GFMC: Bush and Forest Fires in Australia

Bush Fires in South Australia

12 January 2005

Deadly flight from fire: toll now nine January 12, 2005 – 4:36PM

The burned out wreck of a car in which a mother and two children are believedto have perished after crashing through fences and into a tree in a bid tooutrun the bushfire at Poonindie, north of Port Lincoln. Photo: Dallas KilponenEight of the nine victims of South Australia’s worst bushfire in 20 years – nowdeclared a major emergency – perished in their cars trying to outrun the blaze.Fourteen people are still missing and more than 100 people injured. Four of thedead are children. The cause of the fire is unknown. Five houses, two cabins,three sheds, one shop, three vans, 15 caravans, two buses, and four boats havebeen destroyed. There were an estimated 150,000 sheep in the 55-kilometre areahit by the fires. More than 300 firefighters are battling the blaze, which hasnow been declared a major emergency. The declaration requires emergency aid andrecovery to be provided for 48 hours. A major incident declaration provides aidfor 12 hours. The ANZ bank said it would provide an immediate $10,000 cash grantto mortgage customers whose homes had been totally destroyed, and $5000 to thosewhose homes had been partially destroyed. The main firefront has been contained.The fire is still burning slowly in some areas but no homes or properties arethreatened.
SA Police Assistant Commissioner Gary Burns said he did not expect the deathtoll to rise. Earlier today, police said two more bodies had been found on thestate’s Eyre Peninsula, taking the toll to 10, but that had since been revised.It is understood the ninth victim was a woman, found in her home at NorthShields, but police said there had been no confirmation of the identities of anyof the victims. “It will be some time, perhaps days, before the identity ofany of the deceased can be established,” police spokeswoman Senior SergeantKylie Walsh said. Snr Sgt Walsh said police and State Emergency Servicepersonnel were today visiting the fire-damaged properties of those missing tocheck on their welfare. Eight people, including two children aged four and two,perished yesterday in cars while trying to escape from the bushfire. Five of thedead were found dead on a road near the southern Eyre Peninsula town of Wanilla,two in one vehicle and three in another. And three people died in a car on thePort Lincoln Highway at the nearby town of Poonindie. The entire lower EyrePeninsula had been cut off by the blaze, which has raced across 45,000ha sinceMonday afternoon. South Australia Emergency Services Minister Patrick Conlonsaid the scale of the destruction was staggering. “This is certainly theworst fire since Ash Wednesday in 1983, certainly in terms of causalities, interms of deaths,” he told the Seven Network today. “It’s the type offire that we know that we have the potential for and we all hope will neverhappen. “Unfortunately it has happened.” Some 28 people were killed inthe 1983 Ash Wednesday blaze in the state’s south-east and Adelaide Hills.Another 47 people died in those fires in Victoria. Tomorrow is expected to behot again, with a top temperature of about 36 degrees. Mr Conlon said ifresidents in the affected areas had not taken precautions to be able properlydefend their homes, they must evacuate early. AAP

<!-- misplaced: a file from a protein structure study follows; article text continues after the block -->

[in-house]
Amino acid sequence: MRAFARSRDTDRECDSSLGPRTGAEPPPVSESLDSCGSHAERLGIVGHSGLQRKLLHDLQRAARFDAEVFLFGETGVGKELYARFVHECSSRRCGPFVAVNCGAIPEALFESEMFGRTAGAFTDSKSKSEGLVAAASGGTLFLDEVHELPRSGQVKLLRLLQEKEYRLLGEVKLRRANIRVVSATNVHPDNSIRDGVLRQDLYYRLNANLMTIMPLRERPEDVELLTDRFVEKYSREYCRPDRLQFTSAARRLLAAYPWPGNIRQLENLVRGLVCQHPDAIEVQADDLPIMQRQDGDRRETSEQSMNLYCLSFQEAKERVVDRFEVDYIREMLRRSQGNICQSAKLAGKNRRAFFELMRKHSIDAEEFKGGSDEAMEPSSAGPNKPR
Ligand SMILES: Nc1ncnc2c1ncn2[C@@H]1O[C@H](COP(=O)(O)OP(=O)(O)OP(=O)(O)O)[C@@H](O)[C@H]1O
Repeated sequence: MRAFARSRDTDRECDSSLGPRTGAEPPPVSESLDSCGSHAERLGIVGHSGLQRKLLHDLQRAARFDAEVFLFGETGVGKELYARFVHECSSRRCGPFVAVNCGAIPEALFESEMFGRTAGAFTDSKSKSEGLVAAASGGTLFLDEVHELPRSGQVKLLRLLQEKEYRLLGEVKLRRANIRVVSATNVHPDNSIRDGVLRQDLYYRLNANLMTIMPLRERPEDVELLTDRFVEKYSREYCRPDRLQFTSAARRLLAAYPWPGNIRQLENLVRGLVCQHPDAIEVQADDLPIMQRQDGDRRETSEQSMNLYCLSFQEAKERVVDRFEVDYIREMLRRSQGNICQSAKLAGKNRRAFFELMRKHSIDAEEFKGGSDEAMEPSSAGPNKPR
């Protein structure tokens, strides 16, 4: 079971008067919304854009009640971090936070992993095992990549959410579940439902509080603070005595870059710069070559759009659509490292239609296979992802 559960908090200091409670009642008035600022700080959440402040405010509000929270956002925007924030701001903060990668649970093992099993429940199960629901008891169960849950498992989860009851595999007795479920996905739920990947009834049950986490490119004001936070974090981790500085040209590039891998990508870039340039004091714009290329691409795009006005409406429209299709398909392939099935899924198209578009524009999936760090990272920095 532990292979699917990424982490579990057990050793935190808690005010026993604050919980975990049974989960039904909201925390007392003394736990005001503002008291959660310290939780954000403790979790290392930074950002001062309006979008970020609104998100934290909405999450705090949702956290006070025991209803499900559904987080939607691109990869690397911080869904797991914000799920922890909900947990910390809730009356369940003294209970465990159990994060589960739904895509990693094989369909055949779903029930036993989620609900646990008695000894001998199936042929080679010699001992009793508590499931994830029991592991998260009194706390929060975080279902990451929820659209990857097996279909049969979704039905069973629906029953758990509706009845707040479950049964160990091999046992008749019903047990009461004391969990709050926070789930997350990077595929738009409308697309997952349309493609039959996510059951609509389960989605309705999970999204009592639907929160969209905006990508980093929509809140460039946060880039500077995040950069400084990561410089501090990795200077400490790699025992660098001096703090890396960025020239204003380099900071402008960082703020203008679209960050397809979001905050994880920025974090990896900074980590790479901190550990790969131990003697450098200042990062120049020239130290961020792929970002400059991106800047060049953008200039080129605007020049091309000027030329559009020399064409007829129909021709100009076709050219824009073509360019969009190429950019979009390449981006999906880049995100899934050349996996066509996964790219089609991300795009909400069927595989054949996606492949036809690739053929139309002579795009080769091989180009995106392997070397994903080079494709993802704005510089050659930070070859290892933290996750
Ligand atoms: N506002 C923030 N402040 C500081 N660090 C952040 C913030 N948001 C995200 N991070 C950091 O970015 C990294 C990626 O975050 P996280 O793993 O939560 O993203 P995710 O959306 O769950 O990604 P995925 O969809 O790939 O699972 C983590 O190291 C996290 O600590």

Incident WEST COAST FIRE UPDATEINCIDENT 11:00 AM 12 January 2005
CFS crews are closer to having the main firefront of the West Coast blazecontained. The firefront was burning along Bratten Way, between Cummins andTumby Bay. The fire is still burning slowly in some areas however, no homes orproperties are threatened. More than 300 volunteer firefighters are currently atthe scene. For further information contact the CFS Hotline on 1300 362 361.
Contact No: 1300 362 361. Source: SACountry Fire Service


Latest MODIS Satellite Scenes from 11 and 12 January 2005:

11 January 2005
0030 UTC

11 January 2005
0445 UTC

12 January 2005
0110 UTC



Further Information on the Fire Situation in Australia:

SA Country Fire Service  Near-Real Time Wildland Fire Monitoring  Current weather situation, forecasts, fireweather Actual fire Situation Tasmania Actual Fire Situation Maps, Tasmania More Information on Australian Fires IFFN country notes Further Information Australian and New Zealand links. Background information Recent Media Highlights on Fire, Policies, and Politics


Australia´s fire seasons


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